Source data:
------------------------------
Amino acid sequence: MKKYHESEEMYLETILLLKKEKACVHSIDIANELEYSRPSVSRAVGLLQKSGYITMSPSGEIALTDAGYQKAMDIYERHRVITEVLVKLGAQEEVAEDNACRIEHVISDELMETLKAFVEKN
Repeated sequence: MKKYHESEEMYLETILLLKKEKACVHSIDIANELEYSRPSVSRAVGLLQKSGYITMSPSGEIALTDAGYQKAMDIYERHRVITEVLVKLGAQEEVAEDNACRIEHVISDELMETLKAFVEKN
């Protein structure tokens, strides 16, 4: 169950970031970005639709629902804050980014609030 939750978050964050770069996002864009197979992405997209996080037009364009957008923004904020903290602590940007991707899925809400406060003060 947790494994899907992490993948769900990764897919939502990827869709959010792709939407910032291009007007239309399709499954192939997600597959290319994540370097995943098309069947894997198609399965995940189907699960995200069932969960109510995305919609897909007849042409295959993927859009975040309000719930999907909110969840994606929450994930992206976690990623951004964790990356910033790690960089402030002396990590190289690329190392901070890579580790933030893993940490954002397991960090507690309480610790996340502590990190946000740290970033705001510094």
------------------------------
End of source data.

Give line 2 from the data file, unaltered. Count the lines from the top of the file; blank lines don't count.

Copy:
Repeated sequence: MKKYHESEEMYLETILLLKKEKACVHSIDIANELEYSRPSVSRAVGLLQKSGYITMSPSGEIALTDAGYQKAMDIYERHRVITEVLVKLGAQEEVAEDNACRIEHVISDELMETLKAFVEKN